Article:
Carl Craig's track titles are a bit dry. Home Entertainment, Technology, Mind Of A Machine. I'd imagine a date with this album would result in an early night: me getting into bed on my own while Landcruising fixes the VHS player. Leftism fares a little better: the track titles Open Up, Melt and Release The Pressure could all be mistaken for b-sides to Madonna's Justify My Love. Even then, I'm not terribly excited, even if the Leftfield title Inspection (Check One) is a euphemism lifted straight out of a Carry On film. Oo-er missus.
Winner: Leftism

Criteria six: Which album would sound best played on the panpipes?

The staccato synth stabs of They Were rolled off my panpipes like lemmings off a cliff, and the wandering lackadaisical melody of One Day Soon floated seamlessly into the air like, er, lemmings floating up a cliff. A good result for Carl Craig. And while the opening siren call of Leftfield's Melt was easy to follow, the panpipes sounded naff against their speaker-rattling production. A win for the lemmings, Er, I mean... a win for Carl Craig. Just to clarify, Carl Craig is not a lemming. If anything, he looks like a handsome baby seal.
Winner: Leftism

Criteria seven: miscellaneous and worryingly random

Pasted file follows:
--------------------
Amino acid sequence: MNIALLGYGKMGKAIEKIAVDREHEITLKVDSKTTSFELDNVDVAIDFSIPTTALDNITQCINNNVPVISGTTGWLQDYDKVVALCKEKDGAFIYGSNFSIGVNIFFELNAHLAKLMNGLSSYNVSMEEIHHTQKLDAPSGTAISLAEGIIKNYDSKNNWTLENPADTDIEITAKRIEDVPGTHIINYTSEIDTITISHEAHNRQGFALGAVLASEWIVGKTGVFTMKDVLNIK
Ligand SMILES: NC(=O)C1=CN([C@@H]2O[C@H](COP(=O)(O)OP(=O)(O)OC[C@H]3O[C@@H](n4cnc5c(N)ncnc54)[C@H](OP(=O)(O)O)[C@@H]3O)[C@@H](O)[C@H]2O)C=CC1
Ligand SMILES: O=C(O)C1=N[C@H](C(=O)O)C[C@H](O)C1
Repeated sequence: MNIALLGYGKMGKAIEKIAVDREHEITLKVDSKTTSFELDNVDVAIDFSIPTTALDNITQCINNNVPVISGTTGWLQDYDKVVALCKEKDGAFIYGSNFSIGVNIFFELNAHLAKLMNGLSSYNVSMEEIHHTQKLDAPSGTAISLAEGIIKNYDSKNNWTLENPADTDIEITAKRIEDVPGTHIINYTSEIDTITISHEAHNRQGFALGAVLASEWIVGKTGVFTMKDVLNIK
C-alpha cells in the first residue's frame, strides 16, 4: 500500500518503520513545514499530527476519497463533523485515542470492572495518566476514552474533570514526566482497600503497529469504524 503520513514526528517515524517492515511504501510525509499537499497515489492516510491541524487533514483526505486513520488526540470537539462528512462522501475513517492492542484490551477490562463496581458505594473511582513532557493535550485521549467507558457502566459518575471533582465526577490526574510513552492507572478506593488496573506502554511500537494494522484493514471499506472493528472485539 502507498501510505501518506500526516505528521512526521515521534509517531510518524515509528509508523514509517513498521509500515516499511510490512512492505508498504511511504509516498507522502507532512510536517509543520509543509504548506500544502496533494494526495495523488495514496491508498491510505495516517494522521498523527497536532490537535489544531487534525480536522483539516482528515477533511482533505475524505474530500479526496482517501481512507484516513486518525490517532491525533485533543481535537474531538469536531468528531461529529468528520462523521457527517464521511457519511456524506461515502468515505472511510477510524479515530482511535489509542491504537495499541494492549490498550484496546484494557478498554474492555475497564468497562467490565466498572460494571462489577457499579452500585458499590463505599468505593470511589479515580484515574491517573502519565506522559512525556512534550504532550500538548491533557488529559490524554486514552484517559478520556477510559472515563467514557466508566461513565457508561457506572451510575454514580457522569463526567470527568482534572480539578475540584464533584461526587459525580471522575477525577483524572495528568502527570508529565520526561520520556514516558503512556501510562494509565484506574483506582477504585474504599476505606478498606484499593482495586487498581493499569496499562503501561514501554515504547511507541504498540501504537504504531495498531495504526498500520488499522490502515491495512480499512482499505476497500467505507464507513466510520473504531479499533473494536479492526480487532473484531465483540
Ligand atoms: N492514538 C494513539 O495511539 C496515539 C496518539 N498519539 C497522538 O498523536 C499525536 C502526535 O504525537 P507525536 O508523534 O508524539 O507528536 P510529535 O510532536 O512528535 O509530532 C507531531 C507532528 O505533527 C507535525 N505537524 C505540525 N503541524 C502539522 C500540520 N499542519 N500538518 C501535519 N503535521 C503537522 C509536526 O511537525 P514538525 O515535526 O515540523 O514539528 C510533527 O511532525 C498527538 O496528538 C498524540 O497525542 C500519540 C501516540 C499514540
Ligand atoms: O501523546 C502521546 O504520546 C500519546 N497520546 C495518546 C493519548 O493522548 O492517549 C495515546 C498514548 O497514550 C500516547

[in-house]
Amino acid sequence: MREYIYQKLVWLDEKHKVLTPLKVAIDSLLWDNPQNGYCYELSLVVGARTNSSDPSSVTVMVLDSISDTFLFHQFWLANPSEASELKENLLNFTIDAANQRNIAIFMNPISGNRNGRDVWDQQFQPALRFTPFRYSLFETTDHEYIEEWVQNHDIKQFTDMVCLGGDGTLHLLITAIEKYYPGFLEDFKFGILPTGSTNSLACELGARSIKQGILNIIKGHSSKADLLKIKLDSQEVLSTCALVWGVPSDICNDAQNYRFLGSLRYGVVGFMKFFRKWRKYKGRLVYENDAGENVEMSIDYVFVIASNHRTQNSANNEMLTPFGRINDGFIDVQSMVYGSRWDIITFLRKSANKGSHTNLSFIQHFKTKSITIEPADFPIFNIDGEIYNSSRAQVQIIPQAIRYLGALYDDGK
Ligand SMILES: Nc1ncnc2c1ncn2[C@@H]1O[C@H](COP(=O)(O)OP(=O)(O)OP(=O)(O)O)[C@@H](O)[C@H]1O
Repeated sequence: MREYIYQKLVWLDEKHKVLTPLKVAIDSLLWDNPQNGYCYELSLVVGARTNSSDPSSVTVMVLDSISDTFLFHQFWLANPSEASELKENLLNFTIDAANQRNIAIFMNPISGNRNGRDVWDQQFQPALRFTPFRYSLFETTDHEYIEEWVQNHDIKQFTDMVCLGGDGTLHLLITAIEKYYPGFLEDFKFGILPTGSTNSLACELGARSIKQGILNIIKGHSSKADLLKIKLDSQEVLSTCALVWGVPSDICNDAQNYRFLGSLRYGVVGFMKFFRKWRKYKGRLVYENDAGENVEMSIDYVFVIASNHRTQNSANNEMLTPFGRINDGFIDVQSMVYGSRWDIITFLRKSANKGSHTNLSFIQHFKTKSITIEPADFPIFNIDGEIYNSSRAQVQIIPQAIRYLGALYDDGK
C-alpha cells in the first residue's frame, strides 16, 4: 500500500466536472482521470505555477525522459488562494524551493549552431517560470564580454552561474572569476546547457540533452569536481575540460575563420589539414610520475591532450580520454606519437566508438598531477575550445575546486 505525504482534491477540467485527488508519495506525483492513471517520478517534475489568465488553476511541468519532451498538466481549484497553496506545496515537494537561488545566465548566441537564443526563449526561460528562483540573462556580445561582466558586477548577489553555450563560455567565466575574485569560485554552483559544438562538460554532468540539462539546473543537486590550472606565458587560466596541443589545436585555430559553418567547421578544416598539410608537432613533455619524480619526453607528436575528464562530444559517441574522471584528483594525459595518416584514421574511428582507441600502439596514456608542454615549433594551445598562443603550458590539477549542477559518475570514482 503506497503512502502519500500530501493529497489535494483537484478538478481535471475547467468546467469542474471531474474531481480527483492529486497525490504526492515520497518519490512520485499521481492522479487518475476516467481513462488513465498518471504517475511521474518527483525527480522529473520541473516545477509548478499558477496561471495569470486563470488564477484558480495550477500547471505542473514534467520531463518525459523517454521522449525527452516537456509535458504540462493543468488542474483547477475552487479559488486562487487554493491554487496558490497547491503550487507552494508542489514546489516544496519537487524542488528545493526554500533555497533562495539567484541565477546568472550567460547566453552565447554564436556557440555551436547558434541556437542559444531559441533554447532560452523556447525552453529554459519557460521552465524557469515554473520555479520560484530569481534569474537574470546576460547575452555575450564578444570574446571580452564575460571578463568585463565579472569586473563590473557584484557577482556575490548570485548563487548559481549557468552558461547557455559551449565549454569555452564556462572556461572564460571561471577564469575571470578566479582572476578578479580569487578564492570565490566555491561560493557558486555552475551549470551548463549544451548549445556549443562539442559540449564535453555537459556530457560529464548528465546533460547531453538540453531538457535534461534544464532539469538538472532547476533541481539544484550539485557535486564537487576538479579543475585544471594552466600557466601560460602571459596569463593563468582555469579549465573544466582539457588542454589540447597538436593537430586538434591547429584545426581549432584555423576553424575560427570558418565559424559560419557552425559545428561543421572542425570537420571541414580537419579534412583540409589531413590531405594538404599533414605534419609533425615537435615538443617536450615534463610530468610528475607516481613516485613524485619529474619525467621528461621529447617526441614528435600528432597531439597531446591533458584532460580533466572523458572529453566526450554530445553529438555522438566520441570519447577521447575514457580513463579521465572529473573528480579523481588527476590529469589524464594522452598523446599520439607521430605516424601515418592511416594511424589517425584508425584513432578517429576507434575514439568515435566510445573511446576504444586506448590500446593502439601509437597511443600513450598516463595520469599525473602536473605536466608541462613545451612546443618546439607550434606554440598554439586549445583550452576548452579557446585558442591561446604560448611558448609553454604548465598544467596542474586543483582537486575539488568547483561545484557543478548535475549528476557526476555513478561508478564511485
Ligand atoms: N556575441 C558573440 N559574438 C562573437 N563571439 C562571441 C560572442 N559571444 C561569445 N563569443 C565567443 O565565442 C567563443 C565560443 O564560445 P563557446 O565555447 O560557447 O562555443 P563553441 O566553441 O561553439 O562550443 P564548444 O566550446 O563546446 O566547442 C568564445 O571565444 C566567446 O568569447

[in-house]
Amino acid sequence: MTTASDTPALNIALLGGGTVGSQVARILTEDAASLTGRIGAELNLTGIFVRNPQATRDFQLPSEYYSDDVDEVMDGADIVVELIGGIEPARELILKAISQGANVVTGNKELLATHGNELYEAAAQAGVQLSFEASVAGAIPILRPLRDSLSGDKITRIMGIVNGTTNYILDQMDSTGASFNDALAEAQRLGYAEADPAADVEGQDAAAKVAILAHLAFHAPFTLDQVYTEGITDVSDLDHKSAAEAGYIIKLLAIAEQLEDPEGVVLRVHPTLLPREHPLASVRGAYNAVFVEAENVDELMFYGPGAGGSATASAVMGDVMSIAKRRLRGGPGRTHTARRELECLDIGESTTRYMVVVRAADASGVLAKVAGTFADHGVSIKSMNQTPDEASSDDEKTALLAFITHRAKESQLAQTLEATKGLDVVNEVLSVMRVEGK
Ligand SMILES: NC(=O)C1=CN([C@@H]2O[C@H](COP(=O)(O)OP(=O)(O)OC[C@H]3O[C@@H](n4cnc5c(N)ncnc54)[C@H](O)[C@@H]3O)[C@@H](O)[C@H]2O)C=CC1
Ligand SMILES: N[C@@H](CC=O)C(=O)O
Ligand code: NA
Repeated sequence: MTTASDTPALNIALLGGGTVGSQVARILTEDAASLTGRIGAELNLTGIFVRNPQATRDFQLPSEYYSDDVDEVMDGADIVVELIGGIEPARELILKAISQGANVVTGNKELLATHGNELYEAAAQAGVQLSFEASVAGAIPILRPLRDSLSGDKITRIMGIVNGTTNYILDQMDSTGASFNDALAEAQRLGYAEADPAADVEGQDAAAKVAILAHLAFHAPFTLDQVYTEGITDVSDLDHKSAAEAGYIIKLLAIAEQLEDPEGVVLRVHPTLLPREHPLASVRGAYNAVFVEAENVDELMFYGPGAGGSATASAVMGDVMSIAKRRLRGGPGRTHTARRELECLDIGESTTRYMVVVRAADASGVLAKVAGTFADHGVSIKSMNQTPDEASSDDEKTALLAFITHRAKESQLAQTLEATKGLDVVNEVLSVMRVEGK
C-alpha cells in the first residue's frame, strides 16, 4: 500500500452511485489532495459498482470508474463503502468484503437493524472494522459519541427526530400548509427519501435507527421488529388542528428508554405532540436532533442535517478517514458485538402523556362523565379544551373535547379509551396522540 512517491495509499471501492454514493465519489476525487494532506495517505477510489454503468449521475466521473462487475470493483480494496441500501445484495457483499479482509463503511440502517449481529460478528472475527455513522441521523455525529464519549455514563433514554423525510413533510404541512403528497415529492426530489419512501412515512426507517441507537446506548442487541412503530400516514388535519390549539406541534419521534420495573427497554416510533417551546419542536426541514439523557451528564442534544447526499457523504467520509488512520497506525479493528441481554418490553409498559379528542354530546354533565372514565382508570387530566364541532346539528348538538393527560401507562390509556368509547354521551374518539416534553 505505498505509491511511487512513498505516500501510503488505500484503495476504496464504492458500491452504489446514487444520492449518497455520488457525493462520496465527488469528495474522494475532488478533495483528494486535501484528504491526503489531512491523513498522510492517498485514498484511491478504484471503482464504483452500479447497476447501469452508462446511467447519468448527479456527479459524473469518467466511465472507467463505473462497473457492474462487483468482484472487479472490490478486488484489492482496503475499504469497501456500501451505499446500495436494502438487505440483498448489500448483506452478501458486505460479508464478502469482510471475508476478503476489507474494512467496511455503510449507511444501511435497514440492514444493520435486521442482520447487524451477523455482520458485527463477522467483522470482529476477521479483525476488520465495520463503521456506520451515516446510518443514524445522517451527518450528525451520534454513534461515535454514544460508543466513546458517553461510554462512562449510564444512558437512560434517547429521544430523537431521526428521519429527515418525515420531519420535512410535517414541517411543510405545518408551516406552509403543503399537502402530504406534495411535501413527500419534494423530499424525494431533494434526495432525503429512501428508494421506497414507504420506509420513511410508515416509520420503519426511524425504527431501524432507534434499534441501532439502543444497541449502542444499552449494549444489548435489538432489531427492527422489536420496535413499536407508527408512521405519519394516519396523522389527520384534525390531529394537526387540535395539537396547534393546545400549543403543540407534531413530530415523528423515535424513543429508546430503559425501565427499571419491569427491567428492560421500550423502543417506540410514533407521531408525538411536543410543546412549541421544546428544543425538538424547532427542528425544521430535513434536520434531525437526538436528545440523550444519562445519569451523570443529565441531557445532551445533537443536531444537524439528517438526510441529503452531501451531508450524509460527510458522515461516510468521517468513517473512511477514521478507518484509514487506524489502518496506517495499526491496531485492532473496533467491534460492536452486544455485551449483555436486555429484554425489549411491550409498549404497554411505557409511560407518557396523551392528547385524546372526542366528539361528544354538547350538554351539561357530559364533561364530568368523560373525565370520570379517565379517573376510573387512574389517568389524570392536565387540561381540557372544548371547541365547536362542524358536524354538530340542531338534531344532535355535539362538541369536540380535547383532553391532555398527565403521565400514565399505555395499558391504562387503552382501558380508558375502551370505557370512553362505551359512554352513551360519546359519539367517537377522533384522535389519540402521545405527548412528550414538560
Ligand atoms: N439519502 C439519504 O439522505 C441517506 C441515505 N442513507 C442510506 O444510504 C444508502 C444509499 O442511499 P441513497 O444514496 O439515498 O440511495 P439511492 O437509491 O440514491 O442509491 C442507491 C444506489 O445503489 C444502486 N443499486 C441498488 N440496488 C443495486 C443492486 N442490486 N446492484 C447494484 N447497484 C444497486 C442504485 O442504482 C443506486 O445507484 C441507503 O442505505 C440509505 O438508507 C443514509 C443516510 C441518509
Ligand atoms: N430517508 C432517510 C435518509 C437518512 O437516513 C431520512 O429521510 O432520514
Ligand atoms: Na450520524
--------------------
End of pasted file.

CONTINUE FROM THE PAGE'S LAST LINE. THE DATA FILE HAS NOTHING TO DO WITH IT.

Because I'm reckless and want to watch the world burn, this final criteria is generated using Wikipedia's random page function. Which album could scale an Austrian mountain range? Carl Craig because he's land cruising. Which album has fourfold rotational symmetry? Leftism thought their album didn't quite hang together at first, so Carl Craig must be more symmetrical. Which album would win a TV talent show? Leftfield because John Lydon would show off to the judges. Which of the two albums would make the best Mongolian poet? Leftfield's 21st Century Poem may ignore thousands of years of pre-2000 Mongolian history, but at least they have a poem. Which album would make the best Christmas tree to create a home for the cartoon chipmunks Chip n' Dale? Carl Craig and I'm not explaining why.
Winner: Landcruising

Overall winner and going through to the quarter-finals: A landsliding win for Leftfield, as they scoop five of the seven sets of judging criteria. Looks like they're the one to beat as they move to next week's semi final. In 2005, Carl Craig released a reedited version of Landcruising called The Album Formerly Known As..., updating some of the sounds, Maybe he was anticipating this very competition. Too little too late, Carl. Too little, too late.

Next week, I launch the semi finals of this stupid contest to find the best electronic music album of 1995. Stay tuned. See all the original riders and runners here.

Further Fats: See the whole Best Albums Of 1995 series here.